Category Archives: Critical Theory and Reception

BCTR(S) D(s)/T(n) Monday 15th September

 

For participants at the Bible, Critical Theory and Reception Seminar…

Some participants will meet for dinner(s)/tea(n) on Monday evening (15th September), 7pm at the Slug and Lettuce, 26-28 St Nicholas Street, Bristol BS1 1UB

All participants welcome.

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Podcast: An Interview with Robert Myles and Michael Sandford

BSOThe latest Biblical Studies Online podcast is an interview with Robert Myles and Michael Sandford. It is available on iTunes. If you don’t have/want iTunes, it also available here. RM&MSThey have both recently published books on the Gospels an issues relating to class, poverty, homelessness, and scholarly assumptions. The interview is set in a pub and you may also want to pick out your favourite tunes as you go along. 80s songs include Bronski Beat’s ‘Smalltown Boy’ and The Smiths’ ‘How Soon Is Now?’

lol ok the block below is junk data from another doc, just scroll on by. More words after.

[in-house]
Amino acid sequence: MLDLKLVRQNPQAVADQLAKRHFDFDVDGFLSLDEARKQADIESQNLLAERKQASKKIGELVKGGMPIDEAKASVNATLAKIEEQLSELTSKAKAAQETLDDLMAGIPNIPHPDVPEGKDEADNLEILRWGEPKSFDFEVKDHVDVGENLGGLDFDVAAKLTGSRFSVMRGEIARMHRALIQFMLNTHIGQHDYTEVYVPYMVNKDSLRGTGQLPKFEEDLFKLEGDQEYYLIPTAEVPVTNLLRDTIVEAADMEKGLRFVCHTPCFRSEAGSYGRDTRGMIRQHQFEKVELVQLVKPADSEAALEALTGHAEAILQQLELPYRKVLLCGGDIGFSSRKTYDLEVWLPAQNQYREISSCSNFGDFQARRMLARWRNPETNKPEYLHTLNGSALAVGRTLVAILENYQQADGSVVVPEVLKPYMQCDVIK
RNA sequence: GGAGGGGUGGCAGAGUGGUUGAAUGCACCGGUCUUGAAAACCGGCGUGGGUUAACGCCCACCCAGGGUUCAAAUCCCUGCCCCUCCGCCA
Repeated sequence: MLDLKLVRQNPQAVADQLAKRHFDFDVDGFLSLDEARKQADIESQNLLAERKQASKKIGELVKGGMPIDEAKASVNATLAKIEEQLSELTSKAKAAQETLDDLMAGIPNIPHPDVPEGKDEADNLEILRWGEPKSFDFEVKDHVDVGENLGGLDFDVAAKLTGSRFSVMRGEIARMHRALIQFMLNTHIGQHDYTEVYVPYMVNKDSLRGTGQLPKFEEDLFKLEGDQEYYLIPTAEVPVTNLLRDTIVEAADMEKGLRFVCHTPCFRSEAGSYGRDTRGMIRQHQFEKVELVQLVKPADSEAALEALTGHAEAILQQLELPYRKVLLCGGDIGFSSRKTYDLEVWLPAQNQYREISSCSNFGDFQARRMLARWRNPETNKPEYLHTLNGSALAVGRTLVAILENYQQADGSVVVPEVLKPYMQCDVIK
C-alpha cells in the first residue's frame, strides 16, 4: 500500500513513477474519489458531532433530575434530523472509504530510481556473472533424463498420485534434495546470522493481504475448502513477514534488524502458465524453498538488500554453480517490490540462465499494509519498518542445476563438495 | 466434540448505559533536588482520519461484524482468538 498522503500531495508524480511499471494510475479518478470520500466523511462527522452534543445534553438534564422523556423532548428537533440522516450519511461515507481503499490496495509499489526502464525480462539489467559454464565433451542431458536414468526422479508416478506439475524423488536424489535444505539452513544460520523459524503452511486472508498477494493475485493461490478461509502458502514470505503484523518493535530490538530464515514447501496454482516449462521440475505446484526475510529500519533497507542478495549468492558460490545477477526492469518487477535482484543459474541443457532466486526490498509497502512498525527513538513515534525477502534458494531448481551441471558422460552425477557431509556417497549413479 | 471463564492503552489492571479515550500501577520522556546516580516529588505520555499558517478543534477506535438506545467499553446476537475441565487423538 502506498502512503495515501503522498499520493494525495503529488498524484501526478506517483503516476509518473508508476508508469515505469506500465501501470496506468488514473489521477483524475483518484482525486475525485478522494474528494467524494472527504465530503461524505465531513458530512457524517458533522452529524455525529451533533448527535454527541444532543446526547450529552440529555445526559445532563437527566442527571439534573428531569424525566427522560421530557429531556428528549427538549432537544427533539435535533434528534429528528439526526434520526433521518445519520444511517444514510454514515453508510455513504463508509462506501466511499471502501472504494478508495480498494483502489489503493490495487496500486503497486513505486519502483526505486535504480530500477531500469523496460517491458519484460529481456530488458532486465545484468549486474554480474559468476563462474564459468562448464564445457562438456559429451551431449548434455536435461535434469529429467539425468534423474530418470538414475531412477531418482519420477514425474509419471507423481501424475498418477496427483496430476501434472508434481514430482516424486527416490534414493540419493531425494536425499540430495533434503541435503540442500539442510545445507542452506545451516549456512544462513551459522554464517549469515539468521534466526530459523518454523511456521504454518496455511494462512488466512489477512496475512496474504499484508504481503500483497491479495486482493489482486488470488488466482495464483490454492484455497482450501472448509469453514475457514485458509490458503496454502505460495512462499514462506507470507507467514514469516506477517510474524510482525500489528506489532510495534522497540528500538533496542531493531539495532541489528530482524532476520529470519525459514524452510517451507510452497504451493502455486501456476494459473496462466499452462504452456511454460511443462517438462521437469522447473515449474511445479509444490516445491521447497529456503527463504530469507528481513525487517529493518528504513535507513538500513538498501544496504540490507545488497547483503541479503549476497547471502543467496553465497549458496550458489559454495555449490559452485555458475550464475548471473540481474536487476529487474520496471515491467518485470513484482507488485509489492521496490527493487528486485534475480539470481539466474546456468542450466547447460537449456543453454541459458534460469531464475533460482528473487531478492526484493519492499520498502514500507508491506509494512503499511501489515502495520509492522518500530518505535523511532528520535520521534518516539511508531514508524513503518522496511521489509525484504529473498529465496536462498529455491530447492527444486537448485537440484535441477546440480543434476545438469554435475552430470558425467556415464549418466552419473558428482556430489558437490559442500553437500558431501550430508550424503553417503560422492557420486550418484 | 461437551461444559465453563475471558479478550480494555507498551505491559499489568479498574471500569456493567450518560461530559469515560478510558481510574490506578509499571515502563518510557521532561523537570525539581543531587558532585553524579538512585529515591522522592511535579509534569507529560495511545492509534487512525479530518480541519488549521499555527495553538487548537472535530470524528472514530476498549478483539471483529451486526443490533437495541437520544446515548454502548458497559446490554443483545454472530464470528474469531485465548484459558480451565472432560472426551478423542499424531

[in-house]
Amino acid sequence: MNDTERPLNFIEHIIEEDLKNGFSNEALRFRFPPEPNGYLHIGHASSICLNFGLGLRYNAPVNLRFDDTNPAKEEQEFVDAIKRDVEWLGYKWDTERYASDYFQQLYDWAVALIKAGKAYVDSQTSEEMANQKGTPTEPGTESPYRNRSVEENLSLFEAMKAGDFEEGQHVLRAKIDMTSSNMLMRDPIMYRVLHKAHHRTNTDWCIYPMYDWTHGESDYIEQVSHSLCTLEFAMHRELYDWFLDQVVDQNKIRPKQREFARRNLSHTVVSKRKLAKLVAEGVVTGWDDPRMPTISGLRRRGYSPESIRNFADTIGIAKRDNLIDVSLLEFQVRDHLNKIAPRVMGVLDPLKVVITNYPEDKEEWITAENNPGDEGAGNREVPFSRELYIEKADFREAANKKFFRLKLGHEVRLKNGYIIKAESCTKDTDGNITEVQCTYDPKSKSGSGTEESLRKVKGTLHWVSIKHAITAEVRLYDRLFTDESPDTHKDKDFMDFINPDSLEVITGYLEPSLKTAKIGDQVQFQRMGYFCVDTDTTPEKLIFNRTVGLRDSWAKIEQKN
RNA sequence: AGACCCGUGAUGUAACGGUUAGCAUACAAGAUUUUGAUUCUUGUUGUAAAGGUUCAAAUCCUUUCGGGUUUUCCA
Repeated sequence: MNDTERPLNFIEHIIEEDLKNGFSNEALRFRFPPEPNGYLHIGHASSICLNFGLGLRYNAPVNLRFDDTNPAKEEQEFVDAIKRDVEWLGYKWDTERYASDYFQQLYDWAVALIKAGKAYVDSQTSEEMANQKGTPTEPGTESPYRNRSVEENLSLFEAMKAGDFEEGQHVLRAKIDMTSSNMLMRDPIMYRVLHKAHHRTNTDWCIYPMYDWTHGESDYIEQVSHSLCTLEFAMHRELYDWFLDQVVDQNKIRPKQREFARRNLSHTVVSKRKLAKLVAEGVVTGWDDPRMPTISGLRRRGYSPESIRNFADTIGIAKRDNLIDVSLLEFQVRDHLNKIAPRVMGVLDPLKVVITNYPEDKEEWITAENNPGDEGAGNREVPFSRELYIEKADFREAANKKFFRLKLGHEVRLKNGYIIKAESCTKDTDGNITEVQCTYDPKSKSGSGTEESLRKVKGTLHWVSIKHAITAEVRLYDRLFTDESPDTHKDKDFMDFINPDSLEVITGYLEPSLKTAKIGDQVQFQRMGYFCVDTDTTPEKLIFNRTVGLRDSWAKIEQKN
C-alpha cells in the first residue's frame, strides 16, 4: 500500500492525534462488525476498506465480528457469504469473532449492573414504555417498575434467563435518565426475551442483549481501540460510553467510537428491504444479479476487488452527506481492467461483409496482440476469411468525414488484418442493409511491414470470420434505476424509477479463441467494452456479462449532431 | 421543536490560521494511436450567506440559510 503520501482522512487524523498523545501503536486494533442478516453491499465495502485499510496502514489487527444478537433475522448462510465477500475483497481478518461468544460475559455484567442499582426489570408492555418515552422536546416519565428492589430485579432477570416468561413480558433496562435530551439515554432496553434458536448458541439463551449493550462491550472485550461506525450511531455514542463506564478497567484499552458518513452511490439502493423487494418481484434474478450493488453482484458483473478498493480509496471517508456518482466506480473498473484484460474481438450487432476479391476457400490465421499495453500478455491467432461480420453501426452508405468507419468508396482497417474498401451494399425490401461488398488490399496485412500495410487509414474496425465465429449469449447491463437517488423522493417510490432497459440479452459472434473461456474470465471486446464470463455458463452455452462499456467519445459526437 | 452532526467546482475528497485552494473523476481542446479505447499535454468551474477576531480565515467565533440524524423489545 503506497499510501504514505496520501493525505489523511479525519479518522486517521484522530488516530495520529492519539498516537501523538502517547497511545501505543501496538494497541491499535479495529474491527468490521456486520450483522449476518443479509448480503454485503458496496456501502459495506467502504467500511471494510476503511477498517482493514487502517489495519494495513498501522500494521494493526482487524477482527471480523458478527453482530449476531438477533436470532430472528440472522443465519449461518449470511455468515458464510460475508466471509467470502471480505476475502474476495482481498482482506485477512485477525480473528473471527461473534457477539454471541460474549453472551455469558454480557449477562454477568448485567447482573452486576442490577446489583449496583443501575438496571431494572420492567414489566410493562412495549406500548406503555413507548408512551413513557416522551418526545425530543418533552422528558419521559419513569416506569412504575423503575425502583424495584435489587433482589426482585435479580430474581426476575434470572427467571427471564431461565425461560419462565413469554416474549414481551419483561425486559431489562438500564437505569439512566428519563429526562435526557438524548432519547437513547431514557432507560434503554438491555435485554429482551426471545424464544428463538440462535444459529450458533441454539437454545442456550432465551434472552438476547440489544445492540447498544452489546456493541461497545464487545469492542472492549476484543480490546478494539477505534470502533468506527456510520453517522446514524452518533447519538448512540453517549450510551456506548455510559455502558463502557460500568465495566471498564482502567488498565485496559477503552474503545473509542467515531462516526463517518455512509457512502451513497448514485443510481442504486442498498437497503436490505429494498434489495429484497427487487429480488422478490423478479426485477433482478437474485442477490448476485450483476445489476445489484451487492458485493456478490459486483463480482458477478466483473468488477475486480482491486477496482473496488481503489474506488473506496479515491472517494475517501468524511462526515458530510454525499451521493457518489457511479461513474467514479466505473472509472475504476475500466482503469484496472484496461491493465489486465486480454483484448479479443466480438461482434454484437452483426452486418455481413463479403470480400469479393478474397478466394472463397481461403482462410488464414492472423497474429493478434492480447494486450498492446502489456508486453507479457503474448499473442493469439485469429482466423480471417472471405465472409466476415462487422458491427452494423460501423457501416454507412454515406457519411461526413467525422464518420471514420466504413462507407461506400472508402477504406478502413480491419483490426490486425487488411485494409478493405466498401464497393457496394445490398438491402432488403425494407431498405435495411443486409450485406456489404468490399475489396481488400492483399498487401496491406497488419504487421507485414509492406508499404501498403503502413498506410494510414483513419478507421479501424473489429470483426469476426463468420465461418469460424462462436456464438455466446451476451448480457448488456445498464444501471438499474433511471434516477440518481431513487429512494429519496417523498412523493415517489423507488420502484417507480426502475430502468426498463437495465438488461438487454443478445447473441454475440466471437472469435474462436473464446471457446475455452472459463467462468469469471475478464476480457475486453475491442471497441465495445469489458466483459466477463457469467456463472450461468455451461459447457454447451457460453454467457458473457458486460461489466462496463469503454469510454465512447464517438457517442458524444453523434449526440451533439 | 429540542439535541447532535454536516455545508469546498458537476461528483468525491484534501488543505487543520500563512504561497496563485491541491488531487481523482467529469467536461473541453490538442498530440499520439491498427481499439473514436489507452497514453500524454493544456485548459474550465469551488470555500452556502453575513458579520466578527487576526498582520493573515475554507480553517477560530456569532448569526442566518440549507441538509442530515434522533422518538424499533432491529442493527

Also of interest are the publications of Myles and Sandford:

Robert Myles, The Homeless Jesus in the Gospel of Matthew (Sheffield Phoenix Press, 2014)

If homelessness typically entails a loss of social power and agency, then why do New Testament scholars so often envisage Jesus’ itinerancy as a chosen lifestyle devoid of hardship?

In this provocative new reading of the Gospel of Matthew, Robert J. Myles explores the disjuncture between Jesus and homelessness by exposing the political biases of modern Western readers. Drawing on the ideological politics of homelessness in contemporary society, Myles develops an interpretative lens informed by the Marxist critique of neoliberalism and, in particular, by the critical theory of Slavoj Žižek. Homelessness, from this perspective, is viewed not as an individual choice but rather as the by-product of wider economic, political and social forces. Myles argues that Jesus’ homelessness has become largely romanticized in recent biblical scholarship. Is the flight to Egypt, for instance, important primarily for its recasting of Jesus as the new Moses, or should the basic narrative of forced displacement take centre stage? The remedy, Myles contends, is to read directly against the grain of contemporary scholarship by interpreting Jesus’ homelessness through his wider economic, political and social context, as it is encoded in the biblical text.